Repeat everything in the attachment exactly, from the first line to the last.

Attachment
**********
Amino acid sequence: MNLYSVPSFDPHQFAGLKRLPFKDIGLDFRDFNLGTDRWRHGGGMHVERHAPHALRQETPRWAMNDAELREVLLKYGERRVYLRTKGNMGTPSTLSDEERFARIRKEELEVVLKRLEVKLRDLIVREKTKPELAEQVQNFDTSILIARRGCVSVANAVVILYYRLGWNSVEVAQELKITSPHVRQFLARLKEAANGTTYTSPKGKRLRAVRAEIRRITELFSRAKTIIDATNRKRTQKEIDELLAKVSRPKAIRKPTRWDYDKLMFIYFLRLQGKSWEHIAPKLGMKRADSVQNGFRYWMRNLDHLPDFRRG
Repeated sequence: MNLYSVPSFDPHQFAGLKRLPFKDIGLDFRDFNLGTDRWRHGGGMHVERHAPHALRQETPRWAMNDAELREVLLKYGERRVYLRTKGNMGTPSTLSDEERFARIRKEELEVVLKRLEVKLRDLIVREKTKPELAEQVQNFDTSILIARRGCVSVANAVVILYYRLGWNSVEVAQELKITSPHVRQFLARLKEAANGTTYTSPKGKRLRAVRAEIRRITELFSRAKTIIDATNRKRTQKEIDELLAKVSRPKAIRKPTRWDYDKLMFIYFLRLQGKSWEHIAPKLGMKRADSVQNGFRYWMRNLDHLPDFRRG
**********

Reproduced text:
Amino acid sequence: MNLYSVPSFDPHQFAGLKRLPFKDIGLDFRDFNLGTDRWRHGGGMHVERHAPHALRQETPRWAMNDAELREVLLKYGERRVYLRTKGNMGTPSTLSDEERFARIRKEELEVVLKRLEVKLRDLIVREKTKPELAEQVQNFDTSILIARRGCVSVANAVVILYYRLGWNSVEVAQELKITSPHVRQFLARLKEAANGTTYTSPKGKRLRAVRAEIRRITELFSRAKTIIDATNRKRTQKEIDELLAKVSRPKAIRKPTRWDYDKLMFIYFLRLQGKSWEHIAPKLGMKRADSVQNGFRYWMRNLDHLPDFRRG
Repeated sequence: MNLYSVPSFDPHQFAGLKRLPFKDIGLDFRDFNLGTDRWRHGGGMHVERHAPHALRQETPRWAMNDAELREVLLKYGERRVYLRTKGNMGTPSTLSDEERFARIRKEELEVVLKRLEVKLRDLIVREKTKPELAEQVQNFDTSILIARRGCVSVANAVVILYYRLGWNSVEVAQELKITSPHVRQFLARLKEAANGTTYTSPKGKRLRAVRAEIRRITELFSRAKTIIDATNRKRTQKEIDELLAKVSRPKAIRKPTRWDYDKLMFIYFLRLQGKSWEHIAPKLGMKRADSVQNGFRYWMRNLDHLPDFRRG